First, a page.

NEW YORK/BEIJING -- As global competition for the Arctic's rich resources grows, the proposed acquisition of a Canadian mining company by China's Shandong Gold Group has emerged as a flashpoint in the countries' deteriorating ties.
"We plan to become one of the world's top five producers of gold by 2025," Shandong Gold Chairman Chen Yumin said in August as he signed a strategic partnership with Bank of China. The deal provided the mining giant with a 30 billion yuan ($4.44 billion) credit line to help finance overseas acquisitions.
The state-owned miner supervised by Shandong Province has ties with the Chinese Communist Party dating to the Japanese occupation. It operates a large gold mine in Shandong and became China's top producer of the metal in 2017.
The company also is developing new mines abroad in Argentina and elsewhere. Shandong Gold's global output in 2019 totaled 48 tons, placing it among the world's top 10 players. Its revenue that year was 76.8 billion yuan.
Shandong Gold has turned its focus toward Canada, announcing plans in May to acquire Canadian miner TMAC Resources.
But the proposal met with heavy resistance, partly because the price of $149 million was just half of the company's market capitalization a year ago, and partly because TMAC owns a mine in the northern Canadian region of Nunavut. Many are opposed to a state-owned Chinese company setting up shop at a key transportation hub into the Arctic.
Arctic lands and waters, which contain rich reserves of gold, diamonds, natural gas and other resources, are currently divided among eight countries including Russia, the U.S. and Canada. Over $30 trillion of natural resources can be found in the Russian portion of the Arctic alone, which covers about 60% of the region, according to the Russian Academy of Sciences.
These resources are only expected to grow more accessible as sea ice melts due to global warming, with the Arctic Ocean predicted to become ice-free in the summers by 2050. China's increasing interest in the region, including its 2018 declaration to be a "near-Arctic state," has raised alarms.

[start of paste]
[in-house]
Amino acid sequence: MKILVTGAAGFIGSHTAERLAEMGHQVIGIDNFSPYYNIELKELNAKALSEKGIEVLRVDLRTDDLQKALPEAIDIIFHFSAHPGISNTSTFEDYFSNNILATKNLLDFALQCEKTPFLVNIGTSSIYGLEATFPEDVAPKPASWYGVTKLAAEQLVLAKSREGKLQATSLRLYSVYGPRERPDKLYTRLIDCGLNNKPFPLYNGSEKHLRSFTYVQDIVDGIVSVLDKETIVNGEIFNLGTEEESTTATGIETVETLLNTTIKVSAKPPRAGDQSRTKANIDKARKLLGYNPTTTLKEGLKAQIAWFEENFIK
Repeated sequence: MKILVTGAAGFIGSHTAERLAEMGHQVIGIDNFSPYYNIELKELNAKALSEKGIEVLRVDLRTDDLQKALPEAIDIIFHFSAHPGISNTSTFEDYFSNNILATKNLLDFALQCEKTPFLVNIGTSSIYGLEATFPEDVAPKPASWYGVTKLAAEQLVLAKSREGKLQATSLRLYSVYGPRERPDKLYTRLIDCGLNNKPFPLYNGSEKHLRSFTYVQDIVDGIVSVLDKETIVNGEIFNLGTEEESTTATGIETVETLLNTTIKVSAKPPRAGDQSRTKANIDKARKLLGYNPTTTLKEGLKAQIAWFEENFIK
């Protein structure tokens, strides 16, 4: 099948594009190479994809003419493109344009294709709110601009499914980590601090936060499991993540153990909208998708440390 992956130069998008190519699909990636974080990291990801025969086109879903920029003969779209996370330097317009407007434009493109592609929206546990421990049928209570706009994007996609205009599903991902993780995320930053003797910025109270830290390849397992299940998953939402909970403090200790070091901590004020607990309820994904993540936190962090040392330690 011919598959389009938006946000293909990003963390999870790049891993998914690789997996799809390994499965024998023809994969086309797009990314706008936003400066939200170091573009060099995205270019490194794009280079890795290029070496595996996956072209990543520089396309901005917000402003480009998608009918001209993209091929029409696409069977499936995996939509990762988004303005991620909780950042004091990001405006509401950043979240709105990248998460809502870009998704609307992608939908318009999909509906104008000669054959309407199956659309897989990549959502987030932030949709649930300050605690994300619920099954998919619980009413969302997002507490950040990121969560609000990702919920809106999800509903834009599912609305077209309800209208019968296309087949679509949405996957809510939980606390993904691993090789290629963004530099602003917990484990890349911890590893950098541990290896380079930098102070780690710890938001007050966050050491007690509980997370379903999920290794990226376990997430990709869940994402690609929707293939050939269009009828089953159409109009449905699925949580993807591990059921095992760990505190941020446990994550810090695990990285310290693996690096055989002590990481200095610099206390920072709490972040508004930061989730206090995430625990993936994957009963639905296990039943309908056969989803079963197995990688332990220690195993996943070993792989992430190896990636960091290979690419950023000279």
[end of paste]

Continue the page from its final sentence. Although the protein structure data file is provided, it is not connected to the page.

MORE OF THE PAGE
"The federal government needs to play a role and act in the national and public interest," Canadian lawmaker John Williamson told parliament in June in a push to block the Shandong Gold deal. Ottawa is reviewing the deal under the Investment Canada Act, with a decision expected by the end of the year.
Media outlets affiliated with the Chinese Communist Party are working to ease concerns about Shandong Gold. But some in Canada think Beijing is exerting pressure behind the scenes, given how quickly the deal received a green light from the local government.
Bilateral ties have deteriorated over the 2018 arrest of Meng Wanzhou, chief financial officer of Huawei Technologies, as well as Canada suspending its extradition treaty with Hong Kong this year over Beijing's new security law covering the city. Relations are sure to worsen if Ottawa blocks Shandong Gold from buying TMAC.
China kicked its Arctic strategy into full gear in 2012, when it deployed an icebreaker to the region. In 2018, the government published a white paper on Arctic policy, outlining plans to forge a Polar Silk Road linked to its Belt and Road infrastructure-building initiative.
Chinese enterprises are encouraged "to participate in the exploitation of oil, gas and mineral resources in the Arctic," the document said.
Shandong Gold is not the first Chinese company to pursue interests in the Arctic. China Minmetals holds zinc and copper rights in Canada's Izok Corridor, whose reserves are believed to total roughly 29 million tons. State-owned China National Petroleum Corp. has invested in the Yamal liquefied natural gas project, which began production in 2017 under Russia's Novatek, and also will take a stake in the Arctic LNG 2 project slated to start production in 2023.
The U.S. also is hitting the gas pedal on Arctic development under President Donald Trump, in a reversal from his predecessor Barack Obama's focus on protecting the local ecosystem. Trump signed an executive order in 2017 to lift a ban on Arctic oil and gas drilling, and in 2019 expressed interest in buying Greenland.
The U.S. State Department in April said that Washington will provide $12.1 million in economic assistance to the island, which is officially part of Denmark. The move was likely intended to counter the growing influence of China and other actors in the Arctic. Tensions in the Arctic will only grow in the next 10 years, said Michael Krull, head of consultancy CRA.